15 years ago
A strong gentleman who was picking up his own stuff that he won in
that auction, helped me load it into my pickup.
At home, I easily unloaded it myself. It weighed about 350 lbs, but
nicely balanced on the tailgate as I lowered it, first on two pallets,
then I pulled one, then I pulled another. No problem. And I am not
The good news is that it seems to work fine. Powers up, spins, and
changes speed. Another good news is that it is NOT obnoxiously
loud. Really quite acceptable for a strong machine.
There is a diagram of speeds next to the speed adjustment handle. The
lowest speed depends on what is the motor RPM. For a 900 RPM motor, it
is 235 RPM, for a 1750 RPM motor, it is 475 RPM or so (going by
So, since the present motor is a 1750 RPM, this is a 475 RPM lowest
speed drill press. The motor seems to be the usual 56 frame size, so,
finding a replacement motor (say, 1 honest HP 900 RPM motor) should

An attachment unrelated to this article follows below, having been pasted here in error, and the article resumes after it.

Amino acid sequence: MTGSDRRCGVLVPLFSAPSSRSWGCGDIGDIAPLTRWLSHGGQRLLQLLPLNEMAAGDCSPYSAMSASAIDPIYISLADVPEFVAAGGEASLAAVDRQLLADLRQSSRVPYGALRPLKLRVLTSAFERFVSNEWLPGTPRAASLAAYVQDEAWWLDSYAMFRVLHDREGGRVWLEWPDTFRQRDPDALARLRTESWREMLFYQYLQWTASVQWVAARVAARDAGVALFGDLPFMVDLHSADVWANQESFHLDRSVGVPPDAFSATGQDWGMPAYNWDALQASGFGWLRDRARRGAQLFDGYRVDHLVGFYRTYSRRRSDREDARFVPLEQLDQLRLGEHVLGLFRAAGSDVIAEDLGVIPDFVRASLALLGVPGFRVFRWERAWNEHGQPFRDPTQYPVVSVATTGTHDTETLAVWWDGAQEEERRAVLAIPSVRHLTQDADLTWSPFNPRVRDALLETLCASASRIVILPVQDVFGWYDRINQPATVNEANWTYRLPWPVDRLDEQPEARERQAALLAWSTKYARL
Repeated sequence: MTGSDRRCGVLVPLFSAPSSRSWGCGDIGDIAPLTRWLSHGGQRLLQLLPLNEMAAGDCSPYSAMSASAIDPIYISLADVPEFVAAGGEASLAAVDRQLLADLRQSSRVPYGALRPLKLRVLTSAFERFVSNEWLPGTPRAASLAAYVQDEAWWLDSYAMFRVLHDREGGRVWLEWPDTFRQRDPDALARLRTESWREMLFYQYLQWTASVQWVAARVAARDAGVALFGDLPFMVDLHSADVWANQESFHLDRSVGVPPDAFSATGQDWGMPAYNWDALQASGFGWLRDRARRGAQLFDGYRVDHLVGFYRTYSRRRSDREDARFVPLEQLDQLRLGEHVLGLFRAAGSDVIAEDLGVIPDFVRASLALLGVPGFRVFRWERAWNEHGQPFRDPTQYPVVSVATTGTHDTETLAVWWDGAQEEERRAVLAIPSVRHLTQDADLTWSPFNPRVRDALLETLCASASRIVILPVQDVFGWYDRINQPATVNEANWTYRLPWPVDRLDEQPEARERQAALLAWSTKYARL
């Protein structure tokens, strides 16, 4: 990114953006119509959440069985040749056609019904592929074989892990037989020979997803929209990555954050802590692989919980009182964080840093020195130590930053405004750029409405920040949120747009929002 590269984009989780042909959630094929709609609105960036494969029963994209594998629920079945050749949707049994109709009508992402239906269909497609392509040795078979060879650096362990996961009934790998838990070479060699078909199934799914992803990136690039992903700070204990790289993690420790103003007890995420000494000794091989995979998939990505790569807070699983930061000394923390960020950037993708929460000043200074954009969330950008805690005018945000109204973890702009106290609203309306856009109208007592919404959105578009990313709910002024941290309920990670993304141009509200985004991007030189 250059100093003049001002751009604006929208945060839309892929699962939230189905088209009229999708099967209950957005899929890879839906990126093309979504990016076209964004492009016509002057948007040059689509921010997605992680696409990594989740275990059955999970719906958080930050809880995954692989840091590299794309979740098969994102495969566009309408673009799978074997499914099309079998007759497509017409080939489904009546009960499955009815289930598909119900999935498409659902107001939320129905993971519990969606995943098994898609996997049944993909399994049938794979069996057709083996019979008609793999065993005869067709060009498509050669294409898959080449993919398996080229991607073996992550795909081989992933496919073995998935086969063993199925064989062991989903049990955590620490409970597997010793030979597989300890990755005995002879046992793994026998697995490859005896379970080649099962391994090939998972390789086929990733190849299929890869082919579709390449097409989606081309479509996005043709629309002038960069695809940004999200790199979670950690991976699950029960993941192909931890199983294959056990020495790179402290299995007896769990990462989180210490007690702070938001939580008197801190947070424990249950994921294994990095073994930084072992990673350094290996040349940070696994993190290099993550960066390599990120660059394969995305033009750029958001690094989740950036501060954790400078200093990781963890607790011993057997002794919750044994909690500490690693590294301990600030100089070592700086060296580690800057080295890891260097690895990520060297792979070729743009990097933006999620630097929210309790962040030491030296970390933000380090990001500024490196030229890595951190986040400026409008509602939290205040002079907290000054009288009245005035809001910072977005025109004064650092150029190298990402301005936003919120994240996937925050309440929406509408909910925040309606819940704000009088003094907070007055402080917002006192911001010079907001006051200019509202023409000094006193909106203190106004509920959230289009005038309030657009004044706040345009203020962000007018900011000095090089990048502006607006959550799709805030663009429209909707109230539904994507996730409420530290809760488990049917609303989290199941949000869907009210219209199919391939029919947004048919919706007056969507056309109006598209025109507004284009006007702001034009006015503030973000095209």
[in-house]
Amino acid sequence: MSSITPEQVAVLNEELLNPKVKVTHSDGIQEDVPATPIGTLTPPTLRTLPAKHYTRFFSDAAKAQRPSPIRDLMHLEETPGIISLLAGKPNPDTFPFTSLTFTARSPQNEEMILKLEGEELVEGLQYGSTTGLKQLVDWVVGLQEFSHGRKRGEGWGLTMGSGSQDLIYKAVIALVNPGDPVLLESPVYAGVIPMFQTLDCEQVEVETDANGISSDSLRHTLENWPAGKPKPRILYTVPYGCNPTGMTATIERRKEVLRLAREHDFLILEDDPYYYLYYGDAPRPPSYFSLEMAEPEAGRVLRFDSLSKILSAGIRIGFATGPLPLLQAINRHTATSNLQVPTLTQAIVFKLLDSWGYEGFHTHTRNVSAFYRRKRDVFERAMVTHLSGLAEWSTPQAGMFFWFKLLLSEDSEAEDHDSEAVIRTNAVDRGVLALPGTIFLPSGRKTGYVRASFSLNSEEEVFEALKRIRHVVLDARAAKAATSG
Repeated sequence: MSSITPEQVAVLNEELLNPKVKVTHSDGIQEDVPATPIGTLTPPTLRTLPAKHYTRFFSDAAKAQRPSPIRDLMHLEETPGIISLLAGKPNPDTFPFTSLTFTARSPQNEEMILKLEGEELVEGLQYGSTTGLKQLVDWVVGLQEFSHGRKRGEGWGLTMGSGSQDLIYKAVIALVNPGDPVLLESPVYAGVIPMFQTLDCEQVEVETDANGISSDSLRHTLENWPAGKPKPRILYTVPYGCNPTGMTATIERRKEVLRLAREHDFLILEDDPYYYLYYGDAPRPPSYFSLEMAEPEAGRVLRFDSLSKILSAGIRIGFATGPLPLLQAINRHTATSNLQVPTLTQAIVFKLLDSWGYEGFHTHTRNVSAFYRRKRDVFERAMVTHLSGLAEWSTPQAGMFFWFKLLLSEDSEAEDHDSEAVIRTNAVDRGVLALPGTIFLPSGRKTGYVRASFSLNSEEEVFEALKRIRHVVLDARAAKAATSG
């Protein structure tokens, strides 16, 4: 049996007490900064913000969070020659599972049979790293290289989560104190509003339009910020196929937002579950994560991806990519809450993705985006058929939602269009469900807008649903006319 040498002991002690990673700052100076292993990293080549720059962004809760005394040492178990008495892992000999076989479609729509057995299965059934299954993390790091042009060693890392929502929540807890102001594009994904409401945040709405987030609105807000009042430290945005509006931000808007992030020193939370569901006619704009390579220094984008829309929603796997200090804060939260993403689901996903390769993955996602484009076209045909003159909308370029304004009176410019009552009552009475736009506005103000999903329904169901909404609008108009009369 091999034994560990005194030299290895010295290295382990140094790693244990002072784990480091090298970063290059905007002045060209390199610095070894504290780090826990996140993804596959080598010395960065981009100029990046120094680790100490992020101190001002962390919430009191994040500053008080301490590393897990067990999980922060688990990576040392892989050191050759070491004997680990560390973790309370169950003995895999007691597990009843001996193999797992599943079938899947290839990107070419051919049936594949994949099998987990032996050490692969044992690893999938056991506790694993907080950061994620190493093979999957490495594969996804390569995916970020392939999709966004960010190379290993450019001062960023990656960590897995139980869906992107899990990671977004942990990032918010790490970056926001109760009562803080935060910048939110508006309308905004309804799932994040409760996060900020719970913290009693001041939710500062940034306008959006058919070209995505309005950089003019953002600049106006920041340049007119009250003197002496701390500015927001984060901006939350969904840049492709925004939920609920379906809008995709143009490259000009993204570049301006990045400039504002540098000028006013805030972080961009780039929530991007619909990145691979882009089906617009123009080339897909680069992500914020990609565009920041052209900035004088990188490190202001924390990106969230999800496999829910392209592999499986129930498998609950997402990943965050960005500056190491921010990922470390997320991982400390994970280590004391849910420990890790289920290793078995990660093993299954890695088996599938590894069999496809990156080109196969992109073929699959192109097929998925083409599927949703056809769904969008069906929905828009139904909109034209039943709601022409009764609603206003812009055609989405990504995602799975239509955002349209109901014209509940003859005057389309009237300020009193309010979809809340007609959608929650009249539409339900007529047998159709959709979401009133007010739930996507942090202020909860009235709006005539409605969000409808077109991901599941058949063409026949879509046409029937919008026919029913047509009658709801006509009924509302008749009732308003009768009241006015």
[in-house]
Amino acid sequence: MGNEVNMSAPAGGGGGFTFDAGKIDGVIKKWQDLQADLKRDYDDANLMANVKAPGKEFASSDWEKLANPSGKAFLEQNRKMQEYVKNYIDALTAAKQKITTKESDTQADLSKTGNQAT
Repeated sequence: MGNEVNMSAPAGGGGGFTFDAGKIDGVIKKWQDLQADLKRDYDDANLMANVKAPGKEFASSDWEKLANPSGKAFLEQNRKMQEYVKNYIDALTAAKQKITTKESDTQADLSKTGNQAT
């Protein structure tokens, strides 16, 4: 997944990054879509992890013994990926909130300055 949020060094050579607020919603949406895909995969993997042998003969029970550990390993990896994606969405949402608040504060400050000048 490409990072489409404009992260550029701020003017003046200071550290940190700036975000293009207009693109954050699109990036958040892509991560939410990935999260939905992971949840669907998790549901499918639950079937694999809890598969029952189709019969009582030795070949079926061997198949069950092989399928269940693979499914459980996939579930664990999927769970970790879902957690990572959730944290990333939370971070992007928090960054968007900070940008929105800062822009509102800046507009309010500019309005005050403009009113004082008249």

not be a problem. I am xposting this to a woodworking newsgroup in
hopes that someone who wants a faster drill press, may want to swap my
1725 RPM 3/4HP motor, for a 900 RPM motor.
This is the hell of a "3/4HP motor", it is rated for 10 amps at 110V
and easily blew a overload switch on my outlet bar at startup. The
less honest people would rate it as a 1.5 HP motor.
The other bad news is that there are supposed to be three handles on
the crank that lowers and raises the spindle. I have all threee,
however, two holes are somewhat stripped. One hole is fine, so I can
raise and lower the spindle.
Thread looks like 1/2"-20 NF, and I have a corresponding tap, though I
doubt that I have a die for the handles. I will try to re-thread holes
and see if that would help.
The mysterious pedal turned out to be for raising and lowering the
spindle. It's great for quick hole making when I use two hands to hold
I think that I will upgrade my basement 120v circuit to 20 amps,
though it is not necessary for the DP, but it is a good time to do it.